"The functioning of an e-state is based on trust, and the state cannot afford identity theft happening to the owner of an Estonian ID card," said  Estonia Prime Minister Jüri Ratas.
"The functioning of an e-state is based on trust, and the state cannot afford identity theft happening to the owner of an Estonian ID card," said Estonia Prime Minister Jüri Ratas.

Estonia on Friday blocked the certificates of 760,000 national ID cards in response to a cryptographic vulnerability that researchers have discovered is even more dangerous than originally reported.

Citizens with cards issued between between Oct. 16, 2014 and Oct. 25, 2017 must now renew them at an Estonia Police and Border Guard Board service point before they can be used for secure electronic services such as "i-voting," e-banking, and using e-prescriptions. Cards that are not updated can still be used as identification documents, however.

Last month, the Baltic nation issued a public notice about the vulnerability, dubbed ROCA (Return of Coppersmith's Attack), which researchers from Centre for Research on Cryptography and Security discovered in various cryptographic chips manufactured by Infineon Technologies AG. The researchers described the vulnerability, officially designated CVE-2017-15361, as an algorithmic RSA generation flaw that "makes factorization of commonly used key lengths, including 1024 and 2048 bits, practically possible."

In other words, even without physical access to an ID card and its corresponding PIN code, attackers can decrypt the card's security protections and ultimately steal its owner's identity simply by knowing the public key.

An Oct. 16, 2017 government notice assured the public that it would take expensive computing power to fully exploit such a vulnerability, and that there was no evidence any such attack was attempted in the wild. However, new research has found that cracking ID cards' keys is quicker and easier than initially thought.

The original researchers stated that on a single core of a common recent CPU, their exploit would on average be expected to compute the private part of a 1024-bit RSA key in fewer than 45 days and a 2048-bit key in fewer than 50 years. And by adding an exponential number of additional CPUs to the mix, these timetables could be reduced to a matter or hours or days.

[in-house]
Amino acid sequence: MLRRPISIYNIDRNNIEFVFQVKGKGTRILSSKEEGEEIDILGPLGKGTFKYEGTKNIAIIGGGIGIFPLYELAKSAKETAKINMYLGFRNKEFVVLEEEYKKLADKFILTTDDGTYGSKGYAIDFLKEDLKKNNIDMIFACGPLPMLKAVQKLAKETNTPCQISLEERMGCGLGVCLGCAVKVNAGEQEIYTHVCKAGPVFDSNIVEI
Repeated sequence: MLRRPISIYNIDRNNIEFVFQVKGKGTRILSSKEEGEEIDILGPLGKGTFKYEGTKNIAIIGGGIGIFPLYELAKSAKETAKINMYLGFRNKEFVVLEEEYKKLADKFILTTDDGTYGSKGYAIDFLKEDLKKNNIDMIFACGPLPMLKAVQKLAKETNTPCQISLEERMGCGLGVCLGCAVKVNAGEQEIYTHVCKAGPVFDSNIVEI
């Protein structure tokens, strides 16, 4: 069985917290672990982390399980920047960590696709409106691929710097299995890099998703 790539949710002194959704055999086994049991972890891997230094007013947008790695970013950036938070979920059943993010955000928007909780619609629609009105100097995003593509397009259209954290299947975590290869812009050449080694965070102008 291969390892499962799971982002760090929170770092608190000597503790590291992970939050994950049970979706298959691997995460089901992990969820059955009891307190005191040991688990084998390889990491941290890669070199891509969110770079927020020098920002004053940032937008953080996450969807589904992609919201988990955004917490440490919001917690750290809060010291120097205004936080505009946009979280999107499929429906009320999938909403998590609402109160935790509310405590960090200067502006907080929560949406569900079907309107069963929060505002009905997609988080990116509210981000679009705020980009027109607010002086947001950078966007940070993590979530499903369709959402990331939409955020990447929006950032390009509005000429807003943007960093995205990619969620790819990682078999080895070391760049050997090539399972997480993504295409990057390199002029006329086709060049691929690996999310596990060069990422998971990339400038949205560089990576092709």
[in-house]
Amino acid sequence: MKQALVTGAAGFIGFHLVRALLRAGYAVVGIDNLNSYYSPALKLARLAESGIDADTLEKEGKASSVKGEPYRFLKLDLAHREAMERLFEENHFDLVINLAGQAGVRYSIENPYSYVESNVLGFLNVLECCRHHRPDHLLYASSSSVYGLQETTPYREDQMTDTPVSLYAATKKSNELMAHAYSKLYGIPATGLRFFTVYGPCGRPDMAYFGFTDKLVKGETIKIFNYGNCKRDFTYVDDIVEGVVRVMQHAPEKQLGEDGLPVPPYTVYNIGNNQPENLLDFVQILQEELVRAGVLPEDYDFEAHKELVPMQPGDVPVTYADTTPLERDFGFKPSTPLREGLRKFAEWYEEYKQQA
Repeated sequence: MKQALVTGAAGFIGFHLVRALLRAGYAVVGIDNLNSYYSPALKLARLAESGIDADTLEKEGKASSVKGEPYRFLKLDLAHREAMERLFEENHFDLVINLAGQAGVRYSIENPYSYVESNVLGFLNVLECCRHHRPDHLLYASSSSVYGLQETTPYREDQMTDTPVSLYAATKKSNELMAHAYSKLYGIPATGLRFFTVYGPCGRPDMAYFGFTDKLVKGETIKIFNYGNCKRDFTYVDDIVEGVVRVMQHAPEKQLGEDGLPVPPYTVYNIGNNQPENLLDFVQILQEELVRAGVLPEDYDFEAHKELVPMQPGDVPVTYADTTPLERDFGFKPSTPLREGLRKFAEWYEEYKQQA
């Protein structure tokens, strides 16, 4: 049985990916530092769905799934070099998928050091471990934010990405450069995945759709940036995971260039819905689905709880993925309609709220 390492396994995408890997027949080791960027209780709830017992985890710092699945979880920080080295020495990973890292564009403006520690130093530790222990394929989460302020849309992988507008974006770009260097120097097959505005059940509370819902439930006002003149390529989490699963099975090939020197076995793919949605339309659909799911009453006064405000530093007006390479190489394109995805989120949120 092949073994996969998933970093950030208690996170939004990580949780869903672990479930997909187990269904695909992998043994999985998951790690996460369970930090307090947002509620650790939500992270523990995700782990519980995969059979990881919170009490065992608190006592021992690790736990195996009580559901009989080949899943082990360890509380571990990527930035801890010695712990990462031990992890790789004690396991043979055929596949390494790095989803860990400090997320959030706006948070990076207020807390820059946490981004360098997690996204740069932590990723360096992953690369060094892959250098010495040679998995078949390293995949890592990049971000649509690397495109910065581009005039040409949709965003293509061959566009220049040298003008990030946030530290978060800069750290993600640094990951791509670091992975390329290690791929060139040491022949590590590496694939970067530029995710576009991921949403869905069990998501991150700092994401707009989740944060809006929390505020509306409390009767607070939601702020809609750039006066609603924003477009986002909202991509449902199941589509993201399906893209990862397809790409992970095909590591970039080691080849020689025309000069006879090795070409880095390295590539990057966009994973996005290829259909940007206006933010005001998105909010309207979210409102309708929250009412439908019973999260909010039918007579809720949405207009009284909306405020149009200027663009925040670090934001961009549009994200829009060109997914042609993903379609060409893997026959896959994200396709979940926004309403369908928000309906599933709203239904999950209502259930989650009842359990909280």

But in a Nov. 5 posting on "The cr.yo.to blog," researchers Daniel J. Bernstein and Tanja Lange have reported that they were able to factor Infineon's 1024-bit and 2048-bit keys even faster than the previous researchers did. Furthermore, the research duo determined that the cost of conducting such attacks on a large scale would be lower than the previous researchers' estimates of $76 for 1024-bit encryption and $40,000 for 2048-bit encryption.

"We are happy to see Estonia finally blocking the Infineon keys... but tremendous damage could already have been done," state Bernstein and Lange in their blog post.

“The functioning of an e-state is based on trust, and the state cannot afford identity theft happening to the owner of an Estonian ID card," said Estonia Prime Minister Jüri Ratas in a government release. “As far as we currently know, there has been no instances of e-identity theft, but the threat assessment of the Police and Border Guard Board and the Information System Authority indicates that this threat has become real. By blocking the certificates of the ID cards at risk, the state is ensuring the safety of the ID card."

"The danger of the security threat becoming real is increased by the fact that it was not a flaw of the Estonian ID card alone, but also included cards and computer systems around the world that use the chips by the same producer," Ratas continued. "This brought the safety flaw to the attention of international cybercrime networks which have significant means to take advantage of the situation."

ROCA also has affected keys in products from such major vendors as Microsoft, Google, HP, Lenovo, and Fujitsu, who have already released software updates and guidelines for a mitigation.